15 June 2021, Rome – Helping smallholder farmers, especially in low-income countries, invest in results-oriented climate-resilient agriculture is essential to achieving the Sustainable Development Goals and avoiding a “catastrophic economic crash,” Bill Gates, co-chair of the Bill and Melinda Gates Foundation, said in a special event during the 42nd Session of the Conference of the Food and Agriculture Organization of the United Nations (FAO).
“Smallholder farmers are accustomed to overcoming incredible adversity and are constantly innovating based on changing weather and market demands,” Gates said. “But they can’t solve this alone.”
Gates delivered the McDougall Memorial Lecture, which takes place every two years and honors the legacy of Frank Lidgett McDougall, an Australian agricultural expert who was instrumental in creating FAO.
The iconic technology entrepreneur who co-founded the Gates Foundation has a long-standing relationship with FAO. Last year, the Gates Foundation donated $10 million to the FAO-led fight against the Desert Locust upsurge in Africa. The two organizations also collaborate on a number of issues central to their missions.
“As partners, we share the belief in the power of science and technology as drivers for transitioning millions of people out of poverty, improving people’s health and well-being, and ensuring that all people have access to adequate and nutritious food,” said the FAO Director-General QU Dongyu, who introduced the lecture and commended Gates’ commitment to FAO and its noble mission.
Climate change, data and productivity
In his lecture, Gates warned that climate change has already reduced growth in agricultural productivity and is expected to cut harvest yields by as much as 30 percent, raising food prices and increasing farmers’ exposure to droughts and floods and plunging millions more people into hunger.
“It’s particularly unjust that the nations who have contributed the least to greenhouse gas emissions – and who are now waiting the longest for COVID vaccines – are the ones most impacted by these challenges,” he said.
He emphasized that Sustainable Development Goal 2 calls for ending hunger by 2030 and also the sustainable doubling of the income and productivity of small-scale food producers.
To make such ambitious targets meaningful, better data is needed to measure progress towards them. The Bill and Melinda Gates Foundation is supporting FAO’s statistical work to fill data gaps.
Gates commended the “50 by 2030” initiative, co-led by FAO, the International Fund for Agricultural Development and the World Bank, which aims to help 50 low- and middle-income countries gather, analyze and use data to track progress and improve policy making.
He also praised the Ceres2030 project for using new advances in machine learning to build a database of knowledge on effective interventions for smallholder farmers, and the African Union’s work on an African Agricultural Transformation “scorecard” for monitoring trends.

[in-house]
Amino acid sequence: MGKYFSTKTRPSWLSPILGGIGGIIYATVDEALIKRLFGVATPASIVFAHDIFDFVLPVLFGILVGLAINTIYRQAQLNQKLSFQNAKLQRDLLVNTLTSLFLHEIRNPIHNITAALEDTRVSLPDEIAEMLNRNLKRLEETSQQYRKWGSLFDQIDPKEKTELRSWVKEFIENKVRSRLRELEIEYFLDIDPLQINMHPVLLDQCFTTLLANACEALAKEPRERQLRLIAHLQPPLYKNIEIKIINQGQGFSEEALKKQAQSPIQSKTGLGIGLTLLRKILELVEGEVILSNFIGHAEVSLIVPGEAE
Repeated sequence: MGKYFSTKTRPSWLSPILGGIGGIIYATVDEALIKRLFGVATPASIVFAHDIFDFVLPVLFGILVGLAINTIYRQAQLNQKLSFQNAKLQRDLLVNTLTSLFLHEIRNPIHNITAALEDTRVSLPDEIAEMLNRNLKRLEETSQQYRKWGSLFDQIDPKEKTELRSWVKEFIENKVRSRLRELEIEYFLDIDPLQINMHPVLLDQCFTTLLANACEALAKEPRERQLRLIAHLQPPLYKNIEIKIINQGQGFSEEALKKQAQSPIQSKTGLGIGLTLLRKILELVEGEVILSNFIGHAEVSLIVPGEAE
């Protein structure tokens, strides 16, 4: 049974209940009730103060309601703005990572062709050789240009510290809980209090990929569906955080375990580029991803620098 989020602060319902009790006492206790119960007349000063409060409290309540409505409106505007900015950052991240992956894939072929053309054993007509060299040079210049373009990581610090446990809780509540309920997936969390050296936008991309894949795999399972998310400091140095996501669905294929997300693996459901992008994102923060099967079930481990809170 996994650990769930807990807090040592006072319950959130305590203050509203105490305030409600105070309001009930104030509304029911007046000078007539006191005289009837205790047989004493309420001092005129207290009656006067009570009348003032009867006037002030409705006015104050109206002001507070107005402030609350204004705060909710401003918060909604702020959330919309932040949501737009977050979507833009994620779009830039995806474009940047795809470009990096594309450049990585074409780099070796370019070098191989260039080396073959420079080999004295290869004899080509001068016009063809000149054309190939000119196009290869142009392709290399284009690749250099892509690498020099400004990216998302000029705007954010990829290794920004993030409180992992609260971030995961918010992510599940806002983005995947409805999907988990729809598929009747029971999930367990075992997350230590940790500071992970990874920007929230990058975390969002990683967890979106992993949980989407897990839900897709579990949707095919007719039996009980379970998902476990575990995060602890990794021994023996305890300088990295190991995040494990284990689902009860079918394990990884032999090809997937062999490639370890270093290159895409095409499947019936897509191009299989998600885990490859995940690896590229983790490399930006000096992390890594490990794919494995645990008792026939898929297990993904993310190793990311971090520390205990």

Gates remarked on the “good work taking place across Africa to help farmers adapt and create long-term solutions to the threats posed by climate change. For example, farmers in East Africa are using big data to develop an early warning system for wheat rust outbreaks,” whose costs run into the hundreds of millions of dollars, that has already prevented one epidemic. He also pointed to mobile platforms that allow smallholders to purchase inputs, obtain technical advice, apply for credit and crop insurance, and find buyers for their outputs.
Researchers at CGIAR, the global research network of which FAO is a part, are doing excellent work to improve nutrition, safeguard biodiversity and develop more productive and climate-resistant crop varieties, with a high return on investment, said Gates. “It is critical that FAO and other Rome-based agencies provide the technical assistance and financing to scale up the innovations and adoptions coming from CGIAR,” he added.
In his opening remarks to Conference, Director-General Qu stressed FAO’s commitment to data and innovation.
“The future of agriculture needs to be built on science, innovations and digital applications. Real-time data, innovations in technologies, policies, business models and mind-sets will be by people and for people,” said the FAO Director-General. “Digital applications can produce significant gains in terms of increased efficiency, facilitate the good functioning of supply chains and enhance sustainability.”
The FAO Conference this week is being held virtually for the first time in its history. The lecture delivered by Gates was webcast and can be watched here. Information on past McDougall Memorial Lectures, many given by prominent world leaders and Nobel Laureates, is available here.
The lecture led to a high-level panel discussion moderated by FAO Chief Economist Máximo Torero Cullen, and featuring Jewel Bronaugh, Deputy Secretary of Agriculture of the United States of America; Thoko Didiza, Minister for Agriculture, Land Reform and Rural Development of the Republic of South Africa; Víctor Manuel Villalobos Arámbula, Secretary for Agriculture and Rural Development of Mexico; William D. Dar, Secretary for Agriculture of the Republic of the Philippines; Saud bin Hamoud bin Ahmed Al-Habsi, Minister for Agriculture, Fisheries Wealth and Water Resources of the Sultanate of Oman; Stefano Patuanelli, Minister of Agriculture, Food and Forestry Policies of Italy; and David Hazlehurst, Deputy Secretary at the Department of Agriculture, Water and the Environment of Australia.